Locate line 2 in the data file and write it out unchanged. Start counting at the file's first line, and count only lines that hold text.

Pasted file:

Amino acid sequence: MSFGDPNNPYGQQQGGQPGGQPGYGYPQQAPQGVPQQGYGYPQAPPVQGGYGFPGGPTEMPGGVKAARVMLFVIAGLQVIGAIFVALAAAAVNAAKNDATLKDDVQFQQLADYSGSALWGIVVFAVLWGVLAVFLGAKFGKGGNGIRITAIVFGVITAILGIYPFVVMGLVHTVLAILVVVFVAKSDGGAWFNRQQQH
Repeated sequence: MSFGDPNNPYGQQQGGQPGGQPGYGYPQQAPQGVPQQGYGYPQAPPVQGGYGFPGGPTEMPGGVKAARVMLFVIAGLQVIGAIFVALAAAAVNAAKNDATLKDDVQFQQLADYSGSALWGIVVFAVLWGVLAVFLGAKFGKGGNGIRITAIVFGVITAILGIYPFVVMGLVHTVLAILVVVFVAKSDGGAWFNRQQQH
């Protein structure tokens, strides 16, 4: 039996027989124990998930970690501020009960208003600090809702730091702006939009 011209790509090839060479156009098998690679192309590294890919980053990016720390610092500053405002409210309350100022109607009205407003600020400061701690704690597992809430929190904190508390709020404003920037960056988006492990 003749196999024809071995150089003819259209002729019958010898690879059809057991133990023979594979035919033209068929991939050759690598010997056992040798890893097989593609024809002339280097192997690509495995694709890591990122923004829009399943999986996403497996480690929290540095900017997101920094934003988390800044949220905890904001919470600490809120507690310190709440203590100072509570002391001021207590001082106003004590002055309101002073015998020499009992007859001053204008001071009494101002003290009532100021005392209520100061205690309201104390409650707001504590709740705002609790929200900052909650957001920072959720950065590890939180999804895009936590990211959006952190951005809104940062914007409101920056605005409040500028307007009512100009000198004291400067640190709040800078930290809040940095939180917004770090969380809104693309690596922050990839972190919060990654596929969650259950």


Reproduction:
Repeated sequence: MSFGDPNNPYGQQQGGQPGGQPGYGYPQQAPQGVPQQGYGYPQAPPVQGGYGFPGGPTEMPGGVKAARVMLFVIAGLQVIGAIFVALAAAAVNAAKNDATLKDDVQFQQLADYSGSALWGIVVFAVLWGVLAVFLGAKFGKGGNGIRITAIVFGVITAILGIYPFVVMGLVHTVLAILVVVFVAKSDGGAWFNRQQQH